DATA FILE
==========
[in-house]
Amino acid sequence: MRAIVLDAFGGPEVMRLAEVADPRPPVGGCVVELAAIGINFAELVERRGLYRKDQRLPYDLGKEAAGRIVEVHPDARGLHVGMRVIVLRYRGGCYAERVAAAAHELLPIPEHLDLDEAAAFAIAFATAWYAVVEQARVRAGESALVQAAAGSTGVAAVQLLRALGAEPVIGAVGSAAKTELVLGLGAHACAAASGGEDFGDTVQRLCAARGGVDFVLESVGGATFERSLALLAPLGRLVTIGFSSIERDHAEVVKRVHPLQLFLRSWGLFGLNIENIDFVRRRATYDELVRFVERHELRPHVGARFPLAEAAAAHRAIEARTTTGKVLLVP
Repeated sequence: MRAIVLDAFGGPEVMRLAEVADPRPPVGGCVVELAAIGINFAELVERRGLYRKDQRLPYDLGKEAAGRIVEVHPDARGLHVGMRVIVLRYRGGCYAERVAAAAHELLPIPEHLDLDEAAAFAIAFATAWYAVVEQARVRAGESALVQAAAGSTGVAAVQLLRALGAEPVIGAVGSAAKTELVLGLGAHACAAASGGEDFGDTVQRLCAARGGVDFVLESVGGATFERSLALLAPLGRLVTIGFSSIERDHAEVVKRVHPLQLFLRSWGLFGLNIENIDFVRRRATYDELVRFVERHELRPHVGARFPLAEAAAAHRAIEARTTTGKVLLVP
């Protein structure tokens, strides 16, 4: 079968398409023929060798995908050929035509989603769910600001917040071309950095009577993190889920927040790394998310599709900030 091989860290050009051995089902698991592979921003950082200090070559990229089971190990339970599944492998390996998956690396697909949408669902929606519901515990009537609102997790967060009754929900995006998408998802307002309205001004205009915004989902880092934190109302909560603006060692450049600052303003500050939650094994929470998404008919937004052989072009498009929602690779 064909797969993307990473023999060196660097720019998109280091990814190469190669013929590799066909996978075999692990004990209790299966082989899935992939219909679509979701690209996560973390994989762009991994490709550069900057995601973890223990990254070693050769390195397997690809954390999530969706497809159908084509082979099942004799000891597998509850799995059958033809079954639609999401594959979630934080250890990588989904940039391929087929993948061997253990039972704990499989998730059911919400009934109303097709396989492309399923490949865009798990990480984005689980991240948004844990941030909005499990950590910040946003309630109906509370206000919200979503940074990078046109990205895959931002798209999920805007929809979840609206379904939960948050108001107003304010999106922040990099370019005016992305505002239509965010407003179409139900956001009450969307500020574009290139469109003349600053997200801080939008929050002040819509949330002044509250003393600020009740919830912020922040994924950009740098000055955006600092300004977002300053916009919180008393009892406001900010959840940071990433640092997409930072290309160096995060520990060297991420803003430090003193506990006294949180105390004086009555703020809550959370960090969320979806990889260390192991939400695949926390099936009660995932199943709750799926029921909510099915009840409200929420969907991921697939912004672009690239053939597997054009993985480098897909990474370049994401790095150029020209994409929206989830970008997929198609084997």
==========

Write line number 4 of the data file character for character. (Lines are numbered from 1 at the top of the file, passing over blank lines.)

């Protein structure tokens, strides 16, 4: 079968398409023929060798995908050929035509989603769910600001917040071309950095009577993190889920927040790394998310599709900030 091989860290050009051995089902698991592979921003950082200090070559990229089971190990339970599944492998390996998956690396697909949408669902929606519901515990009537609102997790967060009754929900995006998408998802307002309205001004205009915004989902880092934190109302909560603006060692450049600052303003500050939650094994929470998404008919937004052989072009498009929602690779 064909797969993307990473023999060196660097720019998109280091990814190469190669013929590799066909996978075999692990004990209790299966082989899935992939219909679509979701690209996560973390994989762009991994490709550069900057995601973890223990990254070693050769390195397997690809954390999530969706497809159908084509082979099942004799000891597998509850799995059958033809079954639609999401594959979630934080250890990588989904940039391929087929993948061997253990039972704990499989998730059911919400009934109303097709396989492309399923490949865009798990990480984005689980991240948004844990941030909005499990950590910040946003309630109906509370206000919200979503940074990078046109990205895959931002798209999920805007929809979840609206379904939960948050108001107003304010999106922040990099370019005016992305505002239509965010407003179409139900956001009450969307500020574009290139469109003349600053997200801080939008929050002040819509949330002044509250003393600020009740919830912020922040994924950009740098000055955006600092300004977002300053916009919180008393009892406001900010959840940071990433640092997409930072290309160096995060520990060297991420803003430090003193506990006294949180105390004086009555703020809550959370960090969320979806990889260390192991939400695949926390099936009660995932199943709750799926029921909510099915009840409200929420969907991921697939912004672009690239053939597997054009993985480098897909990474370049994401790095150029020209994409929206989830970008997929198609084997």